Bourgeois and Opportunist Campaign of Denigration of the October and the USSR International Policy as a Tool of Destruction of the Socialist State

  • 5/10/17 2:00 PM

‘Nationalism is a disease, and those who have at least had it once will have it again, though in a milder form. And its worst property is being able to darken even the brightest mind…’.

PēterisStučka

Chairman of the First Government (1918) of the Latvian Soviet Socialist Republic 

 

 

Opportunism, as a phenomenon of political life, was born during the working class struggle for their rights, in the 19th century, and it was at once used by bourgeois politicians and parties as an effective weapon. Opportunism is uncharacteristic for the bourgeois parties because, regardless of their ‘pre-election programs’ and public statements, their ideological basis is not fundamentally different serving in the end to the same goal, the interests of capital. That is why systematic changes of parties implemented by bourgeois politicians and elected members, depending on the current situation, are so characteristic.

V.Lenin gave a very accurate assessment of this phenomenon, in his work ‘Historic fate of Karl Marx doctrine’: ‘…the theoretical victory of Marxism compels its enemies to disguise themselves as Marxists. Liberalism, rotten within, tries to revive itself in the form of socialist opportunism. The period of preparing the forces for great battles is being construed by them as renunciation of these battles. They explain improving the situation of the slaves fighting against wage slavery in terms of selling for a penny the slaves’ rights to freedom. They cravenly preach ‘social peace’ (meaning peace with slavery), renunciation of the class struggle etc.’

(Lenin. Complete Works, 5th ed., Vol. 23, p. 3)

 

 

The Features of Opportunistic Trends of SD Movements of the Western Provinces of Russia. “Birth Trauma” of Nationalism.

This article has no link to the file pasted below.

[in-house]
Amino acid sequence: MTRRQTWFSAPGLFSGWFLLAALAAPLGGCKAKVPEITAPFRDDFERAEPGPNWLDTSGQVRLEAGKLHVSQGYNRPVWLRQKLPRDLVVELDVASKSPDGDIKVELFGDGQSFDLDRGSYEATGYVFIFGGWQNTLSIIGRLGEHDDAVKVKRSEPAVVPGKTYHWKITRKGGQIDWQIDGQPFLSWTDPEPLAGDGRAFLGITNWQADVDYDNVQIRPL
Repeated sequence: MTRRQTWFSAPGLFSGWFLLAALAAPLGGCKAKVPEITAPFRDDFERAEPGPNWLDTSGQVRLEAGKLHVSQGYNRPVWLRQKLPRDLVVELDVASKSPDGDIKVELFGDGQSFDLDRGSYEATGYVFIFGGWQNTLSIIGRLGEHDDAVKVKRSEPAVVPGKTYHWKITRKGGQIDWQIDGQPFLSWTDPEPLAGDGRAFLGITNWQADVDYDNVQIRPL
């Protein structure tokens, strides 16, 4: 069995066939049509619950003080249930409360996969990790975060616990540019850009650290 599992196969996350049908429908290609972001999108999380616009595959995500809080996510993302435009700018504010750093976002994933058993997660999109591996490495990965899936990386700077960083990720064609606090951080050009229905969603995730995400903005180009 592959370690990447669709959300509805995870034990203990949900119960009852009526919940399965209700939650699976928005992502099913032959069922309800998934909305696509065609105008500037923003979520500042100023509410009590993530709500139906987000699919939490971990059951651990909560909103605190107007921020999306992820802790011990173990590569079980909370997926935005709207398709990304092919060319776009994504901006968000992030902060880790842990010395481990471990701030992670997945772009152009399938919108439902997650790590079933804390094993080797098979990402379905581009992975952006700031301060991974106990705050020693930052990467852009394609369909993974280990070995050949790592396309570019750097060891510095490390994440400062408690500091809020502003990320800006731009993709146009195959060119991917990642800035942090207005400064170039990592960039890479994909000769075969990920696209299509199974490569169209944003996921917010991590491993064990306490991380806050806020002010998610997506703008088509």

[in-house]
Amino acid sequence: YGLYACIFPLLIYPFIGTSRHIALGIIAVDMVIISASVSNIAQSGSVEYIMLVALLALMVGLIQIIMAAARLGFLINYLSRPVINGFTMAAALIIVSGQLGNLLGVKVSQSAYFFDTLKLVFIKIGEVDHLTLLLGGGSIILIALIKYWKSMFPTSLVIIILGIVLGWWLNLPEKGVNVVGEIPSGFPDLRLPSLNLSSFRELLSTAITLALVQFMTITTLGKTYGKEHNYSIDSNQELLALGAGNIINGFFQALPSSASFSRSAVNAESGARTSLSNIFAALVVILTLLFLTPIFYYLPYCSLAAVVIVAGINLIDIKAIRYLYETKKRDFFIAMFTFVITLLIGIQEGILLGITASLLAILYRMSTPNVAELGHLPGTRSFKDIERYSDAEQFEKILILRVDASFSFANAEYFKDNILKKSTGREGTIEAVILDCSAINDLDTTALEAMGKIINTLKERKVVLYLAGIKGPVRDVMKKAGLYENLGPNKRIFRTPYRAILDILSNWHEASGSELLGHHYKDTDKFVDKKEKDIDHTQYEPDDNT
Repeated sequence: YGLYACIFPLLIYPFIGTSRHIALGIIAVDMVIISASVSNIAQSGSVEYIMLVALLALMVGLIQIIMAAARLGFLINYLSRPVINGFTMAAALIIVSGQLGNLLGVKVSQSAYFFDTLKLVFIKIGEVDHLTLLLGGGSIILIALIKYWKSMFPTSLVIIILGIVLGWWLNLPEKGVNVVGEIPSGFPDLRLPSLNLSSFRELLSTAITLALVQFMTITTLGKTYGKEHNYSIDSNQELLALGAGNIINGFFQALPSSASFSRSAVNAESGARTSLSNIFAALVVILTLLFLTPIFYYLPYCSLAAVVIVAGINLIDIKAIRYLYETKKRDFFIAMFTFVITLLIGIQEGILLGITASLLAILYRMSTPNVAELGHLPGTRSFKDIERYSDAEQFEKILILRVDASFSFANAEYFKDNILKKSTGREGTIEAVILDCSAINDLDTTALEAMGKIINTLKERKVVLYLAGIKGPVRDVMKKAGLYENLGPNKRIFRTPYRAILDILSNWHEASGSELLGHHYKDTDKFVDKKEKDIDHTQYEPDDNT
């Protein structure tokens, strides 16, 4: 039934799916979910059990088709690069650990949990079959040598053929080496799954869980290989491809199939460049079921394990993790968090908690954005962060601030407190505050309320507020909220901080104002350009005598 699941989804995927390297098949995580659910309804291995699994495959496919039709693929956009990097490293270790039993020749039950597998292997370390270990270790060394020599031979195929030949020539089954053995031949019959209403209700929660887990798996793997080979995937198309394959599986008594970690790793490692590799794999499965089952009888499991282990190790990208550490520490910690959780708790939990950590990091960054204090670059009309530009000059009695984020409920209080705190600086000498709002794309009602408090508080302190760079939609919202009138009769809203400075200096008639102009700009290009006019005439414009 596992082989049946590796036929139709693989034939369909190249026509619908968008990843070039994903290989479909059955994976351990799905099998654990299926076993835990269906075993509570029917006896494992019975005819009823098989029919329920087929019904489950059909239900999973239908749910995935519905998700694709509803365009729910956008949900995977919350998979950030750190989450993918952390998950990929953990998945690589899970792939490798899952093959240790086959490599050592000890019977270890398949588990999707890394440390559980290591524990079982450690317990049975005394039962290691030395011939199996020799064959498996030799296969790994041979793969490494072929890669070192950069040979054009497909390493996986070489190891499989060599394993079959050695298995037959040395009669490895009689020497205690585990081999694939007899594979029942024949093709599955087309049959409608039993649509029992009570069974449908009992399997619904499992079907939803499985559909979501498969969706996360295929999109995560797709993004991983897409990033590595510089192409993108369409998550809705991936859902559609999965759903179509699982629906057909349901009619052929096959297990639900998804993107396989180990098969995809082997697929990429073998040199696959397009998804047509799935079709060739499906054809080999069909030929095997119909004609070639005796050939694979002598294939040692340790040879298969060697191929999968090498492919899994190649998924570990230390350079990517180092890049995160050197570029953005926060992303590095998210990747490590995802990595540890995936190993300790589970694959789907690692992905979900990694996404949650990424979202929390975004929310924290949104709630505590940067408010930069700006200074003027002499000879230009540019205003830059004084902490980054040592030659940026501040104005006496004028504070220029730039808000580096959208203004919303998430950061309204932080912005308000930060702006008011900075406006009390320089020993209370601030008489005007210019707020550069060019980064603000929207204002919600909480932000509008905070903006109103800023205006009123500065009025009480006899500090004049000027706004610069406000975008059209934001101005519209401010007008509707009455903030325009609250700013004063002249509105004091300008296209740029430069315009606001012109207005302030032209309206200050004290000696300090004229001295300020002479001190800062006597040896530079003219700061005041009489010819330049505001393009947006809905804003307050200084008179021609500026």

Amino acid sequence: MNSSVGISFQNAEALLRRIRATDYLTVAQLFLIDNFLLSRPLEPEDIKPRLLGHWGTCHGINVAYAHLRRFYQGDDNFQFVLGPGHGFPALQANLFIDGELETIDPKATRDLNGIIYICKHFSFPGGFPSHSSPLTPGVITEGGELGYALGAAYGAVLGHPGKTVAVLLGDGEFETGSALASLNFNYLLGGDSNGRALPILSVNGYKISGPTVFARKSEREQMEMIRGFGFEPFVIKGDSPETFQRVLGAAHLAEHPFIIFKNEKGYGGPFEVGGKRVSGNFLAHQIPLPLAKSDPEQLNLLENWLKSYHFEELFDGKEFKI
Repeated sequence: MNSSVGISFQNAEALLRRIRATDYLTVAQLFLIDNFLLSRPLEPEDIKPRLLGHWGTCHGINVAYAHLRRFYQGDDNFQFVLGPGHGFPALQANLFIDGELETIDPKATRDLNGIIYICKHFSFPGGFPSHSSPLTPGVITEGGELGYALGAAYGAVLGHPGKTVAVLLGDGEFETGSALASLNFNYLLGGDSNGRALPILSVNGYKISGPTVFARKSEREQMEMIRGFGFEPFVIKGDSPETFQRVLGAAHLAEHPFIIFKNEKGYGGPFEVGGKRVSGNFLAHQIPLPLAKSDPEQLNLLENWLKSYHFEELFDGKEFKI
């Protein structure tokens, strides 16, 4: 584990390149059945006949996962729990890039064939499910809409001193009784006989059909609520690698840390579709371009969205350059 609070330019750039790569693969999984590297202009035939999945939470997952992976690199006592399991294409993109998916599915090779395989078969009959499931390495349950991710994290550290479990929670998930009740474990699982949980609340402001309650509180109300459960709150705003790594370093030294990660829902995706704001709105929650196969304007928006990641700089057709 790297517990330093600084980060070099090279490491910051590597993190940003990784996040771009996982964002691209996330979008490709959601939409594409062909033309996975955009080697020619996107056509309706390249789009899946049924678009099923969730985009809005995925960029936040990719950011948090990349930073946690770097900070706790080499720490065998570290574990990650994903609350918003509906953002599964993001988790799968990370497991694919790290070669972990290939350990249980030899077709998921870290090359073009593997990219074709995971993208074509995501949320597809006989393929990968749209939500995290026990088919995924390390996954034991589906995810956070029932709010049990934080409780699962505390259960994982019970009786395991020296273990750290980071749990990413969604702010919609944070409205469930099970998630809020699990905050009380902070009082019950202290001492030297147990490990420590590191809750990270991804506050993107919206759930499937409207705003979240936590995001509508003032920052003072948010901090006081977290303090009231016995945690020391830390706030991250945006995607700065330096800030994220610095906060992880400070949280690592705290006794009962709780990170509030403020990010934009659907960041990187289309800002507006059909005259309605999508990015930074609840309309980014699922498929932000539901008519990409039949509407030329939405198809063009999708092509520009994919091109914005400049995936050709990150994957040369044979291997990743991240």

In the western provinces of the then Russian Empire, due to the ethnic composition of these areas, opportunist trends of the labor movement had some specific features. Including also typically overestimated, not due to objective conditions, desires for institutional independence and autonomy. While analyzing, in 1933, the circumstances of birth of the Social Democratic movement of the beginning of the century, М. Rudens wrote, in his article ‘II Congress of the RSDLP and Latvian Social Democracy’:

‘The Latvian Social Democratic Labor Party emerged as a completely independent, separate revolutionary organization, which had nor institutional neither other links with the RSDLP. Moreover, the revolutionary movement in Latvia at its beginning was quite inclined towards nationalism (bold by me, the Author). This exactly explains the fact that the Lenin’s principle of unity and centralism of the Russia’s Labor Social Democratic movement was not gaining sympathetic response in Latvia’.

(http:/library.ua/m/articles/view/II-С-ЕЗД-РСДРП-И-ЛАТЫШСКАЯ-СОЦИАЛ-ДЕМОКРАТИЯ)

 

While the revolutionary situation was gaining momentum, the opportunistic trends were overcome in the LSDLP and the Latvian Social Democrats (hereinafter, Bolshevik Communists), played an important role in the October Revolution and in the establishment of the Soviet State. At the same time, the ‘birthmarks’ of the problems of that Social Democracy later manifested repeatedly in the views of certain Communists and in the activities of the Communist Party of Latvia. As a certain inclination towards Trotskyism, in the 20ies and 30ies, and during the time of so-called ‘National Communists’ in the 50ies, already in the Soviet Latvia.

And if the leftist opportunistic craze for Trotskyism was partly due to the defeat of the revolution in Latvia, in the beginning of the twenties, and the retreat of the revolutionary forces to the USSR territory  (the Trotsky’s theory of  ‘permanent revolution’ was psychologically closer to Latvian Communists who practically found themselves outside of their historical homeland than the building of socialist separately in the USSR), the policy of the leadership of the Communist Party of Latvia, in the 1950s, is rather a manifestation of rightist opportunism.

As N. Мukhitidinov (in 1959, CPSU CC Secretary, Presidium member), who investigated the situation in Latvia as a member of the CPSU CC special Commission, noted in his memoirs, they had statements from local comrades about ‘…somebody of the leadership being on the Bukharin’s way, unwilling to develop heavy industry but tending to focus on light industry and agricultural sector’.

(Latvia on the Verge of Ages.  Rigа, Āvots, 1990, p. 126)

The forces of world imperialism could not fail to take advantage of similar situation.

 

Missed danger: opportunist trends of the CPL/CPSU,  in 1953-1991, and the use of those by the foreign nationalistic emigration

The persistent efforts to demonize and distort the history and values of the Great October, the theory and practice of the socialist state originated practically since the moment of accomplishment of this significant event for the whole of humanity and ”feed” a large army of bourgeois ‘researchers’, up to this day.